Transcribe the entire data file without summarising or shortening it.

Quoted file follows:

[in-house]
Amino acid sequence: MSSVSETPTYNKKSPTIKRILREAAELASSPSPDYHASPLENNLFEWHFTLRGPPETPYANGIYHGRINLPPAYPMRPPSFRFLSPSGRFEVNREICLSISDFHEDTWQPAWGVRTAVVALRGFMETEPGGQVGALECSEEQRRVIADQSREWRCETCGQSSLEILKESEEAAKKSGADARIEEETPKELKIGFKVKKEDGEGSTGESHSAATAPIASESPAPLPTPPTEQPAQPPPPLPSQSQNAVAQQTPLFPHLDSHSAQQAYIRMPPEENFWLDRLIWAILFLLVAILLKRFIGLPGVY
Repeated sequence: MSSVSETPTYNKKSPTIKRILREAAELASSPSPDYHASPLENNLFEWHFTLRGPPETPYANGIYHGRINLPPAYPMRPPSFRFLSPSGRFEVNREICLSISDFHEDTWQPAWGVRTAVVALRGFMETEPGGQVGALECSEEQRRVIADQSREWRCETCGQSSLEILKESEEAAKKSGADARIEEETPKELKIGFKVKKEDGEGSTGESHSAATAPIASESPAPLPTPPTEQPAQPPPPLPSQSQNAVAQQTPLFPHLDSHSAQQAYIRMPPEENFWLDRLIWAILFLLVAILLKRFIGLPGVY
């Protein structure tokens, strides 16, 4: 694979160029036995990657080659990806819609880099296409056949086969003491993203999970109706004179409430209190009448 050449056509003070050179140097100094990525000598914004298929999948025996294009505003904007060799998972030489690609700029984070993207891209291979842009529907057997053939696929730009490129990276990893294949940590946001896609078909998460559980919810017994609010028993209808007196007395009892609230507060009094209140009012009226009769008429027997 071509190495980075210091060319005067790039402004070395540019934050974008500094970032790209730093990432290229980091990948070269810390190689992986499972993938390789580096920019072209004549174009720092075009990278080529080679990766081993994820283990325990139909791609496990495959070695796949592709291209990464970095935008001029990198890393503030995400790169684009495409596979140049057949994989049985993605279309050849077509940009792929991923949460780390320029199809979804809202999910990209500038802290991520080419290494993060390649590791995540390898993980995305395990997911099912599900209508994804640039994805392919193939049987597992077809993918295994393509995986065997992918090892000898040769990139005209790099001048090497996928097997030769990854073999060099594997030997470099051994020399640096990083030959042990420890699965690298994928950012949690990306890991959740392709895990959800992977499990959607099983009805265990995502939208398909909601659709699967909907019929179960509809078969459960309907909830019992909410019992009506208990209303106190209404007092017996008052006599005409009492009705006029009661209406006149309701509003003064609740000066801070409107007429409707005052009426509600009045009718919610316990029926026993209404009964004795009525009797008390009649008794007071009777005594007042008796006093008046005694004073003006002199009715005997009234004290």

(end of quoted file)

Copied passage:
[in-house]
Amino acid sequence: MSSVSETPTYNKKSPTIKRILREAAELASSPSPDYHASPLENNLFEWHFTLRGPPETPYANGIYHGRINLPPAYPMRPPSFRFLSPSGRFEVNREICLSISDFHEDTWQPAWGVRTAVVALRGFMETEPGGQVGALECSEEQRRVIADQSREWRCETCGQSSLEILKESEEAAKKSGADARIEEETPKELKIGFKVKKEDGEGSTGESHSAATAPIASESPAPLPTPPTEQPAQPPPPLPSQSQNAVAQQTPLFPHLDSHSAQQAYIRMPPEENFWLDRLIWAILFLLVAILLKRFIGLPGVY
Repeated sequence: MSSVSETPTYNKKSPTIKRILREAAELASSPSPDYHASPLENNLFEWHFTLRGPPETPYANGIYHGRINLPPAYPMRPPSFRFLSPSGRFEVNREICLSISDFHEDTWQPAWGVRTAVVALRGFMETEPGGQVGALECSEEQRRVIADQSREWRCETCGQSSLEILKESEEAAKKSGADARIEEETPKELKIGFKVKKEDGEGSTGESHSAATAPIASESPAPLPTPPTEQPAQPPPPLPSQSQNAVAQQTPLFPHLDSHSAQQAYIRMPPEENFWLDRLIWAILFLLVAILLKRFIGLPGVY
């Protein structure tokens, strides 16, 4: 694979160029036995990657080659990806819609880099296409056949086969003491993203999970109706004179409430209190009448 050449056509003070050179140097100094990525000598914004298929999948025996294009505003904007060799998972030489690609700029984070993207891209291979842009529907057997053939696929730009490129990276990893294949940590946001896609078909998460559980919810017994609010028993209808007196007395009892609230507060009094209140009012009226009769008429027997 071509190495980075210091060319005067790039402004070395540019934050974008500094970032790209730093990432290229980091990948070269810390190689992986499972993938390789580096920019072209004549174009720092075009990278080529080679990766081993994820283990325990139909791609496990495959070695796949592709291209990464970095935008001029990198890393503030995400790169684009495409596979140049057949994989049985993605279309050849077509940009792929991923949460780390320029199809979804809202999910990209500038802290991520080419290494993060390649590791995540390898993980995305395990997911099912599900209508994804640039994805392919193939049987597992077809993918295994393509995986065997992918090892000898040769990139005209790099001048090497996928097997030769990854073999060099594997030997470099051994020399640096990083030959042990420890699965690298994928950012949690990306890991959740392709895990959800992977499990959607099983009805265990995502939208398909909601659709699967909907019929179960509809078969459960309907909830019992909410019992009506208990209303106190209404007092017996008052006599005409009492009705006029009661209406006149309701509003003064609740000066801070409107007429409707005052009426509600009045009718919610316990029926026993209404009964004795009525009797008390009649008794007071009777005594007042008796006093008046005694004073003006002199009715005997009234004290």